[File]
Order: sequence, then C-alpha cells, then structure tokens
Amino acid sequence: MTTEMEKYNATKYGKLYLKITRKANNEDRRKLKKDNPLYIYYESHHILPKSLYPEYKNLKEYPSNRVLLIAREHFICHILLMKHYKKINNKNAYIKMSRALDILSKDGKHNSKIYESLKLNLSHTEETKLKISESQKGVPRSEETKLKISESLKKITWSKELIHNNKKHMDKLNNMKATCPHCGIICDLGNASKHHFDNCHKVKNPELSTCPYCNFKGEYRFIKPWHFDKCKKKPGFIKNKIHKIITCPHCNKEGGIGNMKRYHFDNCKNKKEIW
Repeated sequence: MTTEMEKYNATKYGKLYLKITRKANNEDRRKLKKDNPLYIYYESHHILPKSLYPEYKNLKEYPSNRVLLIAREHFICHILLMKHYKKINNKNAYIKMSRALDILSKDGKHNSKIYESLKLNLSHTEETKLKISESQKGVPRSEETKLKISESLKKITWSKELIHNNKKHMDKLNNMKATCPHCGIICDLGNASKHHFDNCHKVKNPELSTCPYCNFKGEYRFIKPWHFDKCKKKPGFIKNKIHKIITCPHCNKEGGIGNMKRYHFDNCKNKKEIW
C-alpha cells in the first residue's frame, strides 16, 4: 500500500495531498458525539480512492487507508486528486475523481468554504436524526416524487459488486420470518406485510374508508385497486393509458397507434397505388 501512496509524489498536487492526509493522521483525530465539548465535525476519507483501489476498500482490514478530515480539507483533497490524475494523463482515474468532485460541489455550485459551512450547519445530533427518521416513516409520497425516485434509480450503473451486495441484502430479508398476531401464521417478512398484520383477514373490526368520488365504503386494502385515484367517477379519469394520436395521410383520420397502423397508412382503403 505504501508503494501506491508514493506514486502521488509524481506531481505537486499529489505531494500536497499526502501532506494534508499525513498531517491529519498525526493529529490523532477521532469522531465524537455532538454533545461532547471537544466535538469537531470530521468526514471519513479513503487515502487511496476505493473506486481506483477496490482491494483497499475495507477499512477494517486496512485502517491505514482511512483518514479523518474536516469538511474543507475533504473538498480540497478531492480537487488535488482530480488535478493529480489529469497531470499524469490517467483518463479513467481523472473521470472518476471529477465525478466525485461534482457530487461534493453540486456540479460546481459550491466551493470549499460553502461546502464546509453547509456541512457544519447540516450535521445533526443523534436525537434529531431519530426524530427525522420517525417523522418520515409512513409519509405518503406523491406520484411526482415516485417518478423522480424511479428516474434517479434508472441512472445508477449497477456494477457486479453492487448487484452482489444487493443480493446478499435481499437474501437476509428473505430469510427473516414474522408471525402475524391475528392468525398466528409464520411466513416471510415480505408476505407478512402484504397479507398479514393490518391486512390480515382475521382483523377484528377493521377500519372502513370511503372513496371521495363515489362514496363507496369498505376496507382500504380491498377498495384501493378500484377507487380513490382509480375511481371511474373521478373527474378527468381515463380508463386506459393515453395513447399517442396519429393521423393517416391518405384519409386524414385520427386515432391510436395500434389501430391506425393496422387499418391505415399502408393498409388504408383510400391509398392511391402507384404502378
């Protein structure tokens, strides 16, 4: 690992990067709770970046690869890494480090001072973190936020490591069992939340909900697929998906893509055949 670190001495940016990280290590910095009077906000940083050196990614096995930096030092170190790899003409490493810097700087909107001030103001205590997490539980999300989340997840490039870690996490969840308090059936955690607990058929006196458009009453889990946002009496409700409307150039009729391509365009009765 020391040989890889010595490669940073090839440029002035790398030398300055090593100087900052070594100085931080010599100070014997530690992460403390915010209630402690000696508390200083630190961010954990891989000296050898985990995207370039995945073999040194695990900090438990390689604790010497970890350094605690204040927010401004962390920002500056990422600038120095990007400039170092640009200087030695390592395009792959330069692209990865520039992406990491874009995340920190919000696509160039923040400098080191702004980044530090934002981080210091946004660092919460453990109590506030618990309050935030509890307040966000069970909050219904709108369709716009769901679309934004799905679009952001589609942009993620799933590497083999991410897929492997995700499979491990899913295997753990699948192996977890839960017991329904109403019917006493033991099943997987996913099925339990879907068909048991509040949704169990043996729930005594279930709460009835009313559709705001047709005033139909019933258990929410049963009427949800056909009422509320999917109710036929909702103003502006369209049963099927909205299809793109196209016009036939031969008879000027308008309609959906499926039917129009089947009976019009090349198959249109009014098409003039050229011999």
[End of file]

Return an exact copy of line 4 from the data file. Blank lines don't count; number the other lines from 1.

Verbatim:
C-alpha cells in the first residue's frame, strides 16, 4: 500500500495531498458525539480512492487507508486528486475523481468554504436524526416524487459488486420470518406485510374508508385497486393509458397507434397505388 501512496509524489498536487492526509493522521483525530465539548465535525476519507483501489476498500482490514478530515480539507483533497490524475494523463482515474468532485460541489455550485459551512450547519445530533427518521416513516409520497425516485434509480450503473451486495441484502430479508398476531401464521417478512398484520383477514373490526368520488365504503386494502385515484367517477379519469394520436395521410383520420397502423397508412382503403 505504501508503494501506491508514493506514486502521488509524481506531481505537486499529489505531494500536497499526502501532506494534508499525513498531517491529519498525526493529529490523532477521532469522531465524537455532538454533545461532547471537544466535538469537531470530521468526514471519513479513503487515502487511496476505493473506486481506483477496490482491494483497499475495507477499512477494517486496512485502517491505514482511512483518514479523518474536516469538511474543507475533504473538498480540497478531492480537487488535488482530480488535478493529480489529469497531470499524469490517467483518463479513467481523472473521470472518476471529477465525478466525485461534482457530487461534493453540486456540479460546481459550491466551493470549499460553502461546502464546509453547509456541512457544519447540516450535521445533526443523534436525537434529531431519530426524530427525522420517525417523522418520515409512513409519509405518503406523491406520484411526482415516485417518478423522480424511479428516474434517479434508472441512472445508477449497477456494477457486479453492487448487484452482489444487493443480493446478499435481499437474501437476509428473505430469510427473516414474522408471525402475524391475528392468525398466528409464520411466513416471510415480505408476505407478512402484504397479507398479514393490518391486512390480515382475521382483523377484528377493521377500519372502513370511503372513496371521495363515489362514496363507496369498505376496507382500504380491498377498495384501493378500484377507487380513490382509480375511481371511474373521478373527474378527468381515463380508463386506459393515453395513447399517442396519429393521423393517416391518405384519409386524414385520427386515432391510436395500434389501430391506425393496422387499418391505415399502408393498409388504408383510400391509398392511391402507384404502378